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refined and the resulting subgoals are attempted in reverse order. For


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some reason, this is much faster than attempting the subgoals in order.


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The method is inherently depthfirst.


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At present, these tactics only work for rules that have no more than two

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premises. They fail  return no next state  if they can do nothing.


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\begin{ttdescription}

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\item[\ttindexbold{reresolve_tac} $thms$ $i$]


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repeatedly applies the $thms$ to subgoal $i$ and the resulting subgoals.


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\item[\ttindexbold{repeat_goal_tac} $pack$ $i$]


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applies the safe rules in the pack to a goal and the resulting subgoals.


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If no safe rule is applicable then it applies an unsafe rule and continues.


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\item[\ttindexbold{pc_tac} $pack$ $i$]


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applies {\tt repeat_goal_tac} using depthfirst search to solve subgoal~$i$.

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\end{ttdescription}

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\subsection{Method B}


436 
\begin{ttbox}


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safe_goal_tac : pack > int > tactic


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step_tac : pack > int > tactic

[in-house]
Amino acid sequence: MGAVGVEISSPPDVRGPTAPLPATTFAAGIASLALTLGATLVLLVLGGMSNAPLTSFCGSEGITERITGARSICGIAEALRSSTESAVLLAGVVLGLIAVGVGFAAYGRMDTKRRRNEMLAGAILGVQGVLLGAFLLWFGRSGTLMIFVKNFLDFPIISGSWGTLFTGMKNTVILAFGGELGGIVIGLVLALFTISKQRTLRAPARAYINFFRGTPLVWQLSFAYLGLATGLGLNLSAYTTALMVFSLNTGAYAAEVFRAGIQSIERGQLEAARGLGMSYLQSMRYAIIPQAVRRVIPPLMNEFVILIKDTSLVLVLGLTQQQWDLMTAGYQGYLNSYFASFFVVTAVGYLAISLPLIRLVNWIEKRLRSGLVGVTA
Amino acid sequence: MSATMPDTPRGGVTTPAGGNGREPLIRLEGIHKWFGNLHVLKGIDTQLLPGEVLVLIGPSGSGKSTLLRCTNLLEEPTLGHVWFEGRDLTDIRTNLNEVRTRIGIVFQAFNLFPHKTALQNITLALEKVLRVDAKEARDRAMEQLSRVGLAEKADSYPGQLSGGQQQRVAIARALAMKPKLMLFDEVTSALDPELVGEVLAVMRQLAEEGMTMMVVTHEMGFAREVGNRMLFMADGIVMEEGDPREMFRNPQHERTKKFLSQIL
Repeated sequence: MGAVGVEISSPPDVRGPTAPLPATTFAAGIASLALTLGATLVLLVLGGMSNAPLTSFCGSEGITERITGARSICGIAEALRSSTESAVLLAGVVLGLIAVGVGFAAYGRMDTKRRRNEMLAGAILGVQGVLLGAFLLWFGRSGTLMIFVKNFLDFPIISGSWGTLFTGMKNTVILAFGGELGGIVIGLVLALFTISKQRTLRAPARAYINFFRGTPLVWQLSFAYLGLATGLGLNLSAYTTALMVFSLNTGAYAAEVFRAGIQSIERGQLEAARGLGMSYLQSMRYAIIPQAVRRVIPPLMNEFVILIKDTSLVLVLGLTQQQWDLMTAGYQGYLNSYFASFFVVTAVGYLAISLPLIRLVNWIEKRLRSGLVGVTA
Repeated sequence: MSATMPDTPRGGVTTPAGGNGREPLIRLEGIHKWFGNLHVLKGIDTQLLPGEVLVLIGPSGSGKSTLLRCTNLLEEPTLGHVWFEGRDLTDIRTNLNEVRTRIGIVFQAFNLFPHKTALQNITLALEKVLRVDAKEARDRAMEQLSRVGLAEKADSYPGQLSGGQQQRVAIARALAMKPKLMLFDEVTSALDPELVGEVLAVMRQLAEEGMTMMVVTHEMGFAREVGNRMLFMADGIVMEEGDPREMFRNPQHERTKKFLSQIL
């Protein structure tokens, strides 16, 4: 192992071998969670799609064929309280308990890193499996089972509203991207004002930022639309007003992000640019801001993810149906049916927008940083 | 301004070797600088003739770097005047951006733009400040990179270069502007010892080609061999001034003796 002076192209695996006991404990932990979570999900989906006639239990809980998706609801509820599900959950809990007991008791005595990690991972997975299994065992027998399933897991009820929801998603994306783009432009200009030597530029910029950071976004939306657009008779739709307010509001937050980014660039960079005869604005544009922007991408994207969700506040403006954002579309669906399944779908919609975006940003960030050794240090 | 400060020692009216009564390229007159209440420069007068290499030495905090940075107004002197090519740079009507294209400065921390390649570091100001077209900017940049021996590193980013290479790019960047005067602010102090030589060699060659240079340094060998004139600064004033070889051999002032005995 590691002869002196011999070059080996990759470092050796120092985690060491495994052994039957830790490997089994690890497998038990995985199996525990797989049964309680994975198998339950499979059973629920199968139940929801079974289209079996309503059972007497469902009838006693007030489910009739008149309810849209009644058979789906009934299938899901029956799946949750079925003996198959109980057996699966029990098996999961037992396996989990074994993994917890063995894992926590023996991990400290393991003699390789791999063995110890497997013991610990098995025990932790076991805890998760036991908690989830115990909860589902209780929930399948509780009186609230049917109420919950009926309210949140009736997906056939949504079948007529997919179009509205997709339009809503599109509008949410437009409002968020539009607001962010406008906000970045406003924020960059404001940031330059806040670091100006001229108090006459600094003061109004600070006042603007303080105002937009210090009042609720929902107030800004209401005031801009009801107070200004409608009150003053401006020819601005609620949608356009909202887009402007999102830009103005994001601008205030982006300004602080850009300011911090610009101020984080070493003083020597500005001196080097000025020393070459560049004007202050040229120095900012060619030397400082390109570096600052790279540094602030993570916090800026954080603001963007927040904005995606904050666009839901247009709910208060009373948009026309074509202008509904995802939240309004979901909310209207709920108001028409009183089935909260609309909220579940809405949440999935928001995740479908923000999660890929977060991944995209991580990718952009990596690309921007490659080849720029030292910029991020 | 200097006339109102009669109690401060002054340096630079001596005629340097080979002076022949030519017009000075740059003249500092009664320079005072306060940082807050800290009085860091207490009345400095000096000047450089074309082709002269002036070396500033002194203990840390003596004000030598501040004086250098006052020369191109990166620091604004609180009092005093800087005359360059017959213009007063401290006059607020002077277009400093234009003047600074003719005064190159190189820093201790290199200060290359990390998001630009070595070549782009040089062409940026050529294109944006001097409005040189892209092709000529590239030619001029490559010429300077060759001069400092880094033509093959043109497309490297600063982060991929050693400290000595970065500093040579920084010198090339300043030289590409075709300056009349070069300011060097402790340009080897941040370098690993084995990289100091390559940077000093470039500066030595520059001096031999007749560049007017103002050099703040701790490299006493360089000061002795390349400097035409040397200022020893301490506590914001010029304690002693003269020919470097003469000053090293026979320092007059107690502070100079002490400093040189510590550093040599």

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fast_tac : pack > int > tactic


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best_tac : pack > int > tactic


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\end{ttbox}


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These tactics are precisely analogous to those of the generic classical

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reasoner. They use `Method~A' only on safe rules. They fail if they

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can do nothing.

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\begin{ttdescription}

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\item[\ttindexbold{safe_goal_tac} $pack$ $i$]


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applies the safe rules in the pack to a goal and the resulting subgoals.


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It ignores the unsafe rules.


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\item[\ttindexbold{step_tac} $pack$ $i$]


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either applies safe rules (using {\tt safe_goal_tac}) or applies one unsafe


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rule.


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\item[\ttindexbold{fast_tac} $pack$ $i$]


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applies {\tt step_tac} using depthfirst search to solve subgoal~$i$.

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Despite its name, it is frequently slower than {\tt pc_tac}.

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\item[\ttindexbold{best_tac} $pack$ $i$]


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applies {\tt step_tac} using bestfirst search to solve subgoal~$i$. It is


460 
particularly useful for quantifier duplication (using \ttindex{LK_dup_pack}).

316

461 
\end{ttdescription}

104

462 


463 


464 


465 
\section{A simple example of classical reasoning}


466 
The theorem $\turn\ex{y}\all{x}P(y)\imp P(x)$ is a standard example of the


467 
classical treatment of the existential quantifier. Classical reasoning


468 
is easy using~{\LK}, as you can see by comparing this proof with the one


469 
given in~\S\ref{folclaexample}. From a logical point of view, the

316

470 
proofs are essentially the same; the key step here is to use \tdx{exR}


471 
rather than the weaker~\tdx{exR_thin}.

104

472 
\begin{ttbox}


473 
goal LK.thy " EX y. ALL x. P(y)>P(x)";


474 
{\out Level 0}


475 
{\out  EX y. ALL x. P(y) > P(x)}


476 
{\out 1.  EX y. ALL x. P(y) > P(x)}


477 
by (resolve_tac [exR] 1);


478 
{\out Level 1}


479 
{\out  EX y. ALL x. P(y) > P(x)}


480 
{\out 1.  ALL x. P(?x) > P(x), EX x. ALL xa. P(x) > P(xa)}


481 
\end{ttbox}


482 
There are now two formulae on the right side. Keeping the existential one


483 
in reserve, we break down the universal one.


484 
\begin{ttbox}


485 
by (resolve_tac [allR] 1);


486 
{\out Level 2}


487 
{\out  EX y. ALL x. P(y) > P(x)}


488 
{\out 1. !!x.  P(?x) > P(x), EX x. ALL xa. P(x) > P(xa)}


489 
by (resolve_tac [impR] 1);